Maintaining Bridges, Highways in W.Va.
State officials are right in explaining that when a highway bridge is rated as substandard, it does not necessarily mean it is unsafe. Of West Virginia Division of Highways inspectors believe a span is dangerous, they shut it down. Often reports that large numbers of bridges are not adequate mean only that they cannot carry the bigger, heavier trucks that are more common today.
Still, a recent Federal Highway Administration report on bridges throughout the country should be of concern. It concluded that 1,444 bridges in West Virginia, about one-fifth of the total, are in poor condition. Of that number, 115 spans are in Brooke, Hancock, Marshall, Ohio, Tyler or Wetzel counties.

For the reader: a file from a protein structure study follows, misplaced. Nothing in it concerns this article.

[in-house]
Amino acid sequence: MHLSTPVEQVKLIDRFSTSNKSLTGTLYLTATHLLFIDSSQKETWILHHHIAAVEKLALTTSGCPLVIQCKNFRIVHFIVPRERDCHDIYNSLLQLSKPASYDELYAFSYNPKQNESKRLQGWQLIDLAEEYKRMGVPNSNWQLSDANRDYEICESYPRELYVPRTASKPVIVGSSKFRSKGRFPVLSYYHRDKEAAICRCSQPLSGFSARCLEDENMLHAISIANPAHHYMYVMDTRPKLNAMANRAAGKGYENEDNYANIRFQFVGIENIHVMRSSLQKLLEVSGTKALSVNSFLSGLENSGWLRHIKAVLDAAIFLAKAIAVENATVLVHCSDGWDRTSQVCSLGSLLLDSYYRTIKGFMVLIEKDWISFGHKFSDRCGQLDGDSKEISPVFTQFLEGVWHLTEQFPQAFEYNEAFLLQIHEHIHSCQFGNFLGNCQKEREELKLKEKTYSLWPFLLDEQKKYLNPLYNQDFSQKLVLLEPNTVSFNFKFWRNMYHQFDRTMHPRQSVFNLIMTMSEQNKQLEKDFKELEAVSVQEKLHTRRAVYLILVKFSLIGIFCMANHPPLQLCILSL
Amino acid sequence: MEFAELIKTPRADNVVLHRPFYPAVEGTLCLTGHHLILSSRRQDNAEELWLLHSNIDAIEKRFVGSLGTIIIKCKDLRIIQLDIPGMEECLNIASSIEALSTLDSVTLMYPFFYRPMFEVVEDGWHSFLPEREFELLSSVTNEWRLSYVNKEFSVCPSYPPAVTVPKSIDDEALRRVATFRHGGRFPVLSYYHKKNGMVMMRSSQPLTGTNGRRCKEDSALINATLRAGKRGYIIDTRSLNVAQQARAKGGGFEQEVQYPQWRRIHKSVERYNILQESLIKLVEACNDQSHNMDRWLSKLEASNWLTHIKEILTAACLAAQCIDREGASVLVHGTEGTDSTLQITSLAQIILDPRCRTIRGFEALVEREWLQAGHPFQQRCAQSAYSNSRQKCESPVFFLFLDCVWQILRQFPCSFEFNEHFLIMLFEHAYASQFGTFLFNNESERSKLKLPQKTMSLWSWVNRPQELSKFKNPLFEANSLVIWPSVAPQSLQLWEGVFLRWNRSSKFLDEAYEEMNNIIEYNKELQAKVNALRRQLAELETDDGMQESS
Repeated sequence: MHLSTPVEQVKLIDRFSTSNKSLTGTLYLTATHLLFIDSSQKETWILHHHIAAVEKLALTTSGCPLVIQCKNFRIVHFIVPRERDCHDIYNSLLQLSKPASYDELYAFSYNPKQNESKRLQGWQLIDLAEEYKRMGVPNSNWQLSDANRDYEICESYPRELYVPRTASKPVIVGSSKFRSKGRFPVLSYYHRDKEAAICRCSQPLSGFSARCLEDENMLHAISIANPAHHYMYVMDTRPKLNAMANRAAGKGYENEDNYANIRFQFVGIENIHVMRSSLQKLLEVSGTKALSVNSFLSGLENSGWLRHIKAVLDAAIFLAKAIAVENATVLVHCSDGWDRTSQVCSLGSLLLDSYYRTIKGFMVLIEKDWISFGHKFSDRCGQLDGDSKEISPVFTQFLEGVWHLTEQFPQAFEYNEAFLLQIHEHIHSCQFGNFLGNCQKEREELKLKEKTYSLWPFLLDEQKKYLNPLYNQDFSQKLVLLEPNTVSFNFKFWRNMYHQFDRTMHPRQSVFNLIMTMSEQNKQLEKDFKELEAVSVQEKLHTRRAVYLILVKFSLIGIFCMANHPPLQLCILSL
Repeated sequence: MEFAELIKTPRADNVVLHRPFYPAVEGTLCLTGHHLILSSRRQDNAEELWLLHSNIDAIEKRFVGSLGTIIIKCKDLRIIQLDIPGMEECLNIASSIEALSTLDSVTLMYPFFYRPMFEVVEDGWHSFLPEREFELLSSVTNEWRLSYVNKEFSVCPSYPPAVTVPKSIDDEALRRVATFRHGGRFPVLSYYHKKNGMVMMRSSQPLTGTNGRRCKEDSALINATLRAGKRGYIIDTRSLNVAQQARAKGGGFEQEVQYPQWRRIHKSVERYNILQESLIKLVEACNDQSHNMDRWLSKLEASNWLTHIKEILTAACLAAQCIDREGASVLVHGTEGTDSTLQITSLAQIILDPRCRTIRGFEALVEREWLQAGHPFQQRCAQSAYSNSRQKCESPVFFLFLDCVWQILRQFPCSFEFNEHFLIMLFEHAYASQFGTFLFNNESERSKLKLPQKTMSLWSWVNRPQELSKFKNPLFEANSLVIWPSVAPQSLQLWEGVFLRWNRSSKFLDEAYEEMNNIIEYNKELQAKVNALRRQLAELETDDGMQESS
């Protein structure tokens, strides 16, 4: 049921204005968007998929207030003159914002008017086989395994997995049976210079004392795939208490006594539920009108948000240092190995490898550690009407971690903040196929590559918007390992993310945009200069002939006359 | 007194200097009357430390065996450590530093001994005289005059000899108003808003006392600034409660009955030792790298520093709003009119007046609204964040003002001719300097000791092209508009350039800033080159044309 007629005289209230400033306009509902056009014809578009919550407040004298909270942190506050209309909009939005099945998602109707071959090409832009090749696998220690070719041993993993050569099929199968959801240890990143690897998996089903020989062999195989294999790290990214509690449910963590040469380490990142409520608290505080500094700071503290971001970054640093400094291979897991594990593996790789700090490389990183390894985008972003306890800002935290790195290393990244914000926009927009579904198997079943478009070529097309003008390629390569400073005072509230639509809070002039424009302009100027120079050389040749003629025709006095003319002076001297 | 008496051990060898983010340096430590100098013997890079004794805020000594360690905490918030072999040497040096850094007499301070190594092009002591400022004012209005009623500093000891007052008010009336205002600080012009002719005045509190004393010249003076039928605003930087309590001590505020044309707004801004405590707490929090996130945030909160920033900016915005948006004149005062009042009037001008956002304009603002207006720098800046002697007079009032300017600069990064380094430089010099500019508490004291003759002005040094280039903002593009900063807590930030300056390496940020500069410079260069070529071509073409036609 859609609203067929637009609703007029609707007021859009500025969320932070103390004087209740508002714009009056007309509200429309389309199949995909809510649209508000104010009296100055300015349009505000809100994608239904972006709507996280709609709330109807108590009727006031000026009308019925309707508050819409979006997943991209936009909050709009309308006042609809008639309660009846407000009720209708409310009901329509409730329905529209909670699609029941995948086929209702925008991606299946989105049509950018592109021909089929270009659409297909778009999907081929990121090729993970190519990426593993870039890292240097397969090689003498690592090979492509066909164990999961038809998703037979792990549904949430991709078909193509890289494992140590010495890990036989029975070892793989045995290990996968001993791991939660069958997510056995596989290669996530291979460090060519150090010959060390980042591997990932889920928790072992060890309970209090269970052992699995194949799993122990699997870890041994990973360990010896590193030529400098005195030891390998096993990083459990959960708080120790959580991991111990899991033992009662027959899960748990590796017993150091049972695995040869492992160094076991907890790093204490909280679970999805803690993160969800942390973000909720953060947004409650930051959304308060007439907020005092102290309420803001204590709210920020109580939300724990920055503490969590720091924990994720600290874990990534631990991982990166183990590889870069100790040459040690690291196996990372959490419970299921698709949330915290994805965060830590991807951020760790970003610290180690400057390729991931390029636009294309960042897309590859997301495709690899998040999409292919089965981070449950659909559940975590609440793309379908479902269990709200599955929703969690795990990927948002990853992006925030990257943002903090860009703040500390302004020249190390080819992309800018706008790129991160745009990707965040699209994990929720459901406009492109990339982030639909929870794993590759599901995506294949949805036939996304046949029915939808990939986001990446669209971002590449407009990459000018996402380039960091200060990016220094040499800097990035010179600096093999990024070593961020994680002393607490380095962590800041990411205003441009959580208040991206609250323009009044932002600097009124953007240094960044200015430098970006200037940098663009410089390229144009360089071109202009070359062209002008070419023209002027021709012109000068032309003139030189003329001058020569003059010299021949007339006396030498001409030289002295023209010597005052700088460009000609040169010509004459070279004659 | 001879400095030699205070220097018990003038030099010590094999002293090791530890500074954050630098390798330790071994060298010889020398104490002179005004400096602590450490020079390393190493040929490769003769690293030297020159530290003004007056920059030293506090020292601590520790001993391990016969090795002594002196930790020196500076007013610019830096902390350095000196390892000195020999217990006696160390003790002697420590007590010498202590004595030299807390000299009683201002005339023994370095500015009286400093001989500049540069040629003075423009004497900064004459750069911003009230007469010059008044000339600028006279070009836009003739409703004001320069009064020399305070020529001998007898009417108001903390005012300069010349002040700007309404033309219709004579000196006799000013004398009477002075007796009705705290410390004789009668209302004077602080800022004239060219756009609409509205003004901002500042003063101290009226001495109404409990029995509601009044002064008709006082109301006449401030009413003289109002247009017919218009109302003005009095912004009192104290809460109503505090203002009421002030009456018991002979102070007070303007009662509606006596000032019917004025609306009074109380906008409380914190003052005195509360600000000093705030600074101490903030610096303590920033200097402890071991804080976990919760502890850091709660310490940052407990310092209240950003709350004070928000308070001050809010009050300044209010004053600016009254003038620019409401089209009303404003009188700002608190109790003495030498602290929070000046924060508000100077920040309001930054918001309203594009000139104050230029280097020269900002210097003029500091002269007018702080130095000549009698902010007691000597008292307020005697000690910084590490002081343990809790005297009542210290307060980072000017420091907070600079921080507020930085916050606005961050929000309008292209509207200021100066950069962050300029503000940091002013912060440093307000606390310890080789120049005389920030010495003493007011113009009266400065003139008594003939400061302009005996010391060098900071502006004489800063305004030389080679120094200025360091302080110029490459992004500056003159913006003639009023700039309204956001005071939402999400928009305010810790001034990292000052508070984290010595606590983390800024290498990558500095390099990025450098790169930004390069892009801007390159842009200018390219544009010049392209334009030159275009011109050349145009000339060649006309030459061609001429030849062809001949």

The $1.6 billion “Roads to Prosperity” program, along with a major secondary road repair campaign, will take care of a few of the bad bridges. But it is plain that years of neglect and failure to fund adequate maintenance have taken their toll. Both to ensure all bridges in West Virginia are in good condition and that highways leading to and from them are adequate, more attention to long-term funding needs to be paid by state legislators.